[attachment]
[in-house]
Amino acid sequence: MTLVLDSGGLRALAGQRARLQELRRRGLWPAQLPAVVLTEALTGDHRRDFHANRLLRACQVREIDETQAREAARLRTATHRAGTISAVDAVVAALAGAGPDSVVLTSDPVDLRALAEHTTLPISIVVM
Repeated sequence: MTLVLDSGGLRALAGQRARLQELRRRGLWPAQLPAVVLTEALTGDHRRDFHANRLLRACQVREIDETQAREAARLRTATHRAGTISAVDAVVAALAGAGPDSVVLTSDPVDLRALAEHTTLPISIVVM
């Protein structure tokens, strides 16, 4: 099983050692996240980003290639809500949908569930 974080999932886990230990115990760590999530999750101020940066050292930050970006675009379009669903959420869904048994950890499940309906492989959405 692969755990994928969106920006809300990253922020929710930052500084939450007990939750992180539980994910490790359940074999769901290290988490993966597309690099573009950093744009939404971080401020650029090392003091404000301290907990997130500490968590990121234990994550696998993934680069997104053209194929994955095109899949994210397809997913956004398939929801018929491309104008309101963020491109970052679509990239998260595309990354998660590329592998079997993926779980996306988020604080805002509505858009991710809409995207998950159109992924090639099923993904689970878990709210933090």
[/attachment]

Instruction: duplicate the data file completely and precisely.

[in-house]
Amino acid sequence: MTLVLDSGGLRALAGQRARLQELRRRGLWPAQLPAVVLTEALTGDHRRDFHANRLLRACQVREIDETQAREAARLRTATHRAGTISAVDAVVAALAGAGPDSVVLTSDPVDLRALAEHTTLPISIVVM
Repeated sequence: MTLVLDSGGLRALAGQRARLQELRRRGLWPAQLPAVVLTEALTGDHRRDFHANRLLRACQVREIDETQAREAARLRTATHRAGTISAVDAVVAALAGAGPDSVVLTSDPVDLRALAEHTTLPISIVVM
């Protein structure tokens, strides 16, 4: 099983050692996240980003290639809500949908569930 974080999932886990230990115990760590999530999750101020940066050292930050970006675009379009669903959420869904048994950890499940309906492989959405 692969755990994928969106920006809300990253922020929710930052500084939450007990939750992180539980994910490790359940074999769901290290988490993966597309690099573009950093744009939404971080401020650029090392003091404000301290907990997130500490968590990121234990994550696998993934680069997104053209194929994955095109899949994210397809997913956004398939929801018929491309104008309101963020491109970052679509990239998260595309990354998660590329592998079997993926779980996306988020604080805002509505858009991710809409995207998950159109992924090639099923993904689970878990709210933090």